From Inspiration to Action: I Believe in Volunteers
٢٧ أبريل ٢٠٢٢
It was especially heartwarming to see my work being recognized while knowing I was making the contributions my sister always believed I would make.
My journey as a UN Volunteer started with a recommendation from a friend. At the time, I had practiced medicine in my home country, Cameroon, for over 20 years. A close friend advised me to join the United Nations Volunteers (UNV) programme as a way to expand my experience in medicine, while traveling and volunteering in service of others. My recollection of my sister’s illness made me decide right away that this was right for me.
When I was younger, my sister developed a medical condition. She underwent two heart surgical procedures and endured a lot of suffering, but she survived and inspired me. She later asked me to consider a career in medicine to help other young girls. When this volunteering opportunity came up, I took it and became a UN Volunteer on 27 March 2008.
I was recruited for the first volunteer assignment in Haiti. As a mother of a seven year-old twins, it was not easy for me to travel and leave them behind. But I did it with the support of my husband, who understood my motives and took good care of our children while I was deployed overseas.
I am sharing my experience to encourage other women, especially mothers, to not pass on such opportunities. I understand their role as caregivers. I hope learning about how I volunteered, and balanced between my work and family, will make them more confident that they can do it too.
While in Haiti, I practiced medicine amidst floods, cholera, earthquakes and a severe economic recession. These harsh conditions damaged roads and threatened the supply of food and other resources to affected communities.
My volunteering journey with the UN took me next to support the Ebola response in Africa, amidst lockdowns and a profound public health crisis, which garnered the world's concern.
Through these emergency and disaster relief contexts, I became involved in inpatient and outpatient services, medical evacuations, capacity building, prevention and disease mitigation activities.
It was especially heartwarming to see my work being recognized while knowing I was making the contributions my sister always believed I would make. Serving with UNV prepared me in ways that I couldn't have imagined.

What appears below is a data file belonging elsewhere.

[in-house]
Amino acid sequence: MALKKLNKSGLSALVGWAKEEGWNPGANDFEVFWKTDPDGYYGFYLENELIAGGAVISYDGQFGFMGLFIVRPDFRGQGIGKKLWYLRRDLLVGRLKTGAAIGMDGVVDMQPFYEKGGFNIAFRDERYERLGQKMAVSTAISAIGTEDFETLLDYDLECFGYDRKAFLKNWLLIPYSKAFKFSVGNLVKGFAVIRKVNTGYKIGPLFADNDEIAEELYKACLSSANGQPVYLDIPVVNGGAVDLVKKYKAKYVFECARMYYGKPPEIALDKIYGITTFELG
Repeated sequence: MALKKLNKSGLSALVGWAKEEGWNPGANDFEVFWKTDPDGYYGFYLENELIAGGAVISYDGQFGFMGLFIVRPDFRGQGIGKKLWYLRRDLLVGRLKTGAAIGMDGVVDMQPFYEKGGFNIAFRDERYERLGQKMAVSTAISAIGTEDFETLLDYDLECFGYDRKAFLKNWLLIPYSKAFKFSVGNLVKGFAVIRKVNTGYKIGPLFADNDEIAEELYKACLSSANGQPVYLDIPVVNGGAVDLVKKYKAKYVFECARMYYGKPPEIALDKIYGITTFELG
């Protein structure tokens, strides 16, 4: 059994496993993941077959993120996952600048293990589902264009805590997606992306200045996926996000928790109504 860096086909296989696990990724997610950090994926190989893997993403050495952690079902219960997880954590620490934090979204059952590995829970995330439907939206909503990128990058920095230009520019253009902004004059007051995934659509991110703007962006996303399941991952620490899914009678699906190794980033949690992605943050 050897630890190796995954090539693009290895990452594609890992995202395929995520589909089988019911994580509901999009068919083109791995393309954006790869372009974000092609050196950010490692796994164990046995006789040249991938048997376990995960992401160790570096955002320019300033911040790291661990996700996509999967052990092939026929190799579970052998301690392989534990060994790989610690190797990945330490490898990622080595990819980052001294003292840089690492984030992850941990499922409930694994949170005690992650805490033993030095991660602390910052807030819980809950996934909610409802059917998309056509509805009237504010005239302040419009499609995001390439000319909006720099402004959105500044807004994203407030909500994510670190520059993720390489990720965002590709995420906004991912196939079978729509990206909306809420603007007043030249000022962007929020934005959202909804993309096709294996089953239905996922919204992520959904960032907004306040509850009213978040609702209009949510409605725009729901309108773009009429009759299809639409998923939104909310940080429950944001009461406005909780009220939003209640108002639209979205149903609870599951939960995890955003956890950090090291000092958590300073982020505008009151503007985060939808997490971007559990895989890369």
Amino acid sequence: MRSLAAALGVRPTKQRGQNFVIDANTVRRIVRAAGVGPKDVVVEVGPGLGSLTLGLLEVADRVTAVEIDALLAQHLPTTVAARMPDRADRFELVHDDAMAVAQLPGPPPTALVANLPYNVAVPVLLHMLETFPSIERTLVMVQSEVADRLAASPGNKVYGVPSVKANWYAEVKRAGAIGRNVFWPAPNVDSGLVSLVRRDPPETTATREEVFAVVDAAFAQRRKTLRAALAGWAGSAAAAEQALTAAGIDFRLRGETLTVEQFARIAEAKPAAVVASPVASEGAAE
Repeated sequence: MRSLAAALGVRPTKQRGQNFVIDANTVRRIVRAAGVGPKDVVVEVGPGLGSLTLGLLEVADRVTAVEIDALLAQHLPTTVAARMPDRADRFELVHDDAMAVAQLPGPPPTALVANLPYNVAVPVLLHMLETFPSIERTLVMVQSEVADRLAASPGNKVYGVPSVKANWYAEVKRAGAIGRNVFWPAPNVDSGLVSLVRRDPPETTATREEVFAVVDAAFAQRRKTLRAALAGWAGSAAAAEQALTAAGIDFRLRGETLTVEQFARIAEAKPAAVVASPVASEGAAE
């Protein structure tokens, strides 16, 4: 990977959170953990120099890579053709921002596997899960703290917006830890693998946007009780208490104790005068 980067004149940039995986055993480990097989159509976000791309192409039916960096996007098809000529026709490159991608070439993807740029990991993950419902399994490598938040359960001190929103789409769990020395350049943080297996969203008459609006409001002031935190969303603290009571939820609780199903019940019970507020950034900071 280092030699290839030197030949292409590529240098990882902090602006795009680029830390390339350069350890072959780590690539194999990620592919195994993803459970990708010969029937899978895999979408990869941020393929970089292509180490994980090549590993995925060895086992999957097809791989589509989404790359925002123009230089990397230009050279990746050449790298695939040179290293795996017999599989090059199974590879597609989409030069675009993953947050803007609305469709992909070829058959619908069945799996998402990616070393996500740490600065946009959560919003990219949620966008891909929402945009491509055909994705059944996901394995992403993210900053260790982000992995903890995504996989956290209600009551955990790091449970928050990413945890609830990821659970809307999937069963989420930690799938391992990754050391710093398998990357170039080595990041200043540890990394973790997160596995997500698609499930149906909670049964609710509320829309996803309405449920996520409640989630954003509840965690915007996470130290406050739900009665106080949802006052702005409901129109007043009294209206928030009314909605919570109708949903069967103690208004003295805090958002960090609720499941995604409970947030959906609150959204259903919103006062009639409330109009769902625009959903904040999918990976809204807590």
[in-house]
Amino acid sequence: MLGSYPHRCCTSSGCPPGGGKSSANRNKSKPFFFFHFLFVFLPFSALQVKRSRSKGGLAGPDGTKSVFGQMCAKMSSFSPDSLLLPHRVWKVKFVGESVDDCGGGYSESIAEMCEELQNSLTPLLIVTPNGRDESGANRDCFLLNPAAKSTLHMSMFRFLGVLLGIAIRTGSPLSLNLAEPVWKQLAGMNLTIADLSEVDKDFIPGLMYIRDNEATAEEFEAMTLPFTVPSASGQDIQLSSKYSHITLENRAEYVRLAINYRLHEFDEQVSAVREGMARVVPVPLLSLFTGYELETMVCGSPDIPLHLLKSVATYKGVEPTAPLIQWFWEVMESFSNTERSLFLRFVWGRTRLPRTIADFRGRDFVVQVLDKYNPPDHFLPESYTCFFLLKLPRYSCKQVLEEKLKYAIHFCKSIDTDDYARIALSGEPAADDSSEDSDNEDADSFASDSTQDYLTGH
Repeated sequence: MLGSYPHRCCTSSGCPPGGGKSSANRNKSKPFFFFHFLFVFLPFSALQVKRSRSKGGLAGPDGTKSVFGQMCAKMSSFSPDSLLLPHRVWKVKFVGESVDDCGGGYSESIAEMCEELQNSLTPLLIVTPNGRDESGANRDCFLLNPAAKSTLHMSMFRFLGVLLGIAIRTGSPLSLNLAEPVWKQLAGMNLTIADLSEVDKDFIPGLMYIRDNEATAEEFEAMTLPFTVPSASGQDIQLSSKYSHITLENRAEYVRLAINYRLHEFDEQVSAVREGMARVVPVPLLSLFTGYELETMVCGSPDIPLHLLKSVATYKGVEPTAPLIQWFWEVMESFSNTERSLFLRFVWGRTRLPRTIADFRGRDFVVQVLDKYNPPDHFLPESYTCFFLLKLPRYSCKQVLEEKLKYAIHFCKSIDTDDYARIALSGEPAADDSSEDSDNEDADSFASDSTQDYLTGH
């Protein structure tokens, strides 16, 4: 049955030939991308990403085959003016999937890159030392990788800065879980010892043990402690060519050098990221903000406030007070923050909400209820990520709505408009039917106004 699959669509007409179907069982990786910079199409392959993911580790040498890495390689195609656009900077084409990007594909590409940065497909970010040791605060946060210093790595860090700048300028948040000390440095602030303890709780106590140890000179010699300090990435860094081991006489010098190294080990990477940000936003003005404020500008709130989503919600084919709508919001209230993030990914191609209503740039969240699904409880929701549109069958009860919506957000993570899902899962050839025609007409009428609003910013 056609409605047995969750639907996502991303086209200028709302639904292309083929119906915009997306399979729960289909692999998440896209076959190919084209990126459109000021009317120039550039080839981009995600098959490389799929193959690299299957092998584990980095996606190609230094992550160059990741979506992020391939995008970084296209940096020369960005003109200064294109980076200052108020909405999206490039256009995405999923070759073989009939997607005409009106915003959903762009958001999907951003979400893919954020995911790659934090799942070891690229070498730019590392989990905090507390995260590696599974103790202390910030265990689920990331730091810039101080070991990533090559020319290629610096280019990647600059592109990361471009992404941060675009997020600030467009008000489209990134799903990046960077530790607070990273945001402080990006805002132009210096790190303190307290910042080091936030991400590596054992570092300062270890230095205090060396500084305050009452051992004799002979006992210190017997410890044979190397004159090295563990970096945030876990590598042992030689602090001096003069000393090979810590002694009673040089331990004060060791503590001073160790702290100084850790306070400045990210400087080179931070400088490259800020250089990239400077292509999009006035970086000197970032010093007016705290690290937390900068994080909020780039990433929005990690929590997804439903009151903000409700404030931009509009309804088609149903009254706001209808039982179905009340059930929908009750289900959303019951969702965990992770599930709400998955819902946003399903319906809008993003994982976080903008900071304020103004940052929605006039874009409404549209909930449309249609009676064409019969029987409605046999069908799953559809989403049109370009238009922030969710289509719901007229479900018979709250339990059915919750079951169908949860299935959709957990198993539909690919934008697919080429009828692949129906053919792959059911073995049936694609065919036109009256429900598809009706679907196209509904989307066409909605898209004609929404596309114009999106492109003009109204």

These experiences were wide-ranging and led my career growth within the UN. I eventually transitioned from a UN Volunteer Medical Officer to become the Health Manager of the UN Clinic administered by the United Nations Development Programme (UNDP), first in Somalia, then in Yemen, which is a lead medical position in the field.
When COVID-19 hit the globe, I was in Yemen. Indeed, I was the one of the first female doctors to join the UN Clinic medical team in Yemen. Like my home country Cameroon, Yemen desperately needs to increase the number of doctors and nurses to improve health conditions and address humanitarian needs.
My previous experience allowed me to understand both the significant role women can play in this regard and the value UN Volunteers can add in such contexts. I moved quickly to recruit, deploy and train national UN Volunteers in our UN Clinics. All while ensuring inclusion of women in the deployments, coupled with flexible schedules and remote work opportunities which promote work-life balance.
Ultimately, our work in Yemen benefited significantly from the contribution of the recruited national UN Volunteer health professionals.
As I travel between clinics to attend to patients and help building staff capacity, I often think of my sister and how she inspired me. I also think about my children and how my own journey would inspire them.
At first, my children didn't want to study medicine. While in Cameroon, they saw me work long hours and weekends then come home tired. They struggled to embrace the career that demanded a lot of their mother's time. However, my children began to view medicine differently after I joined UNV. They began to understand how important doctors are to crisis-affected communities and now see themselves in the lives we save. This is everything to me.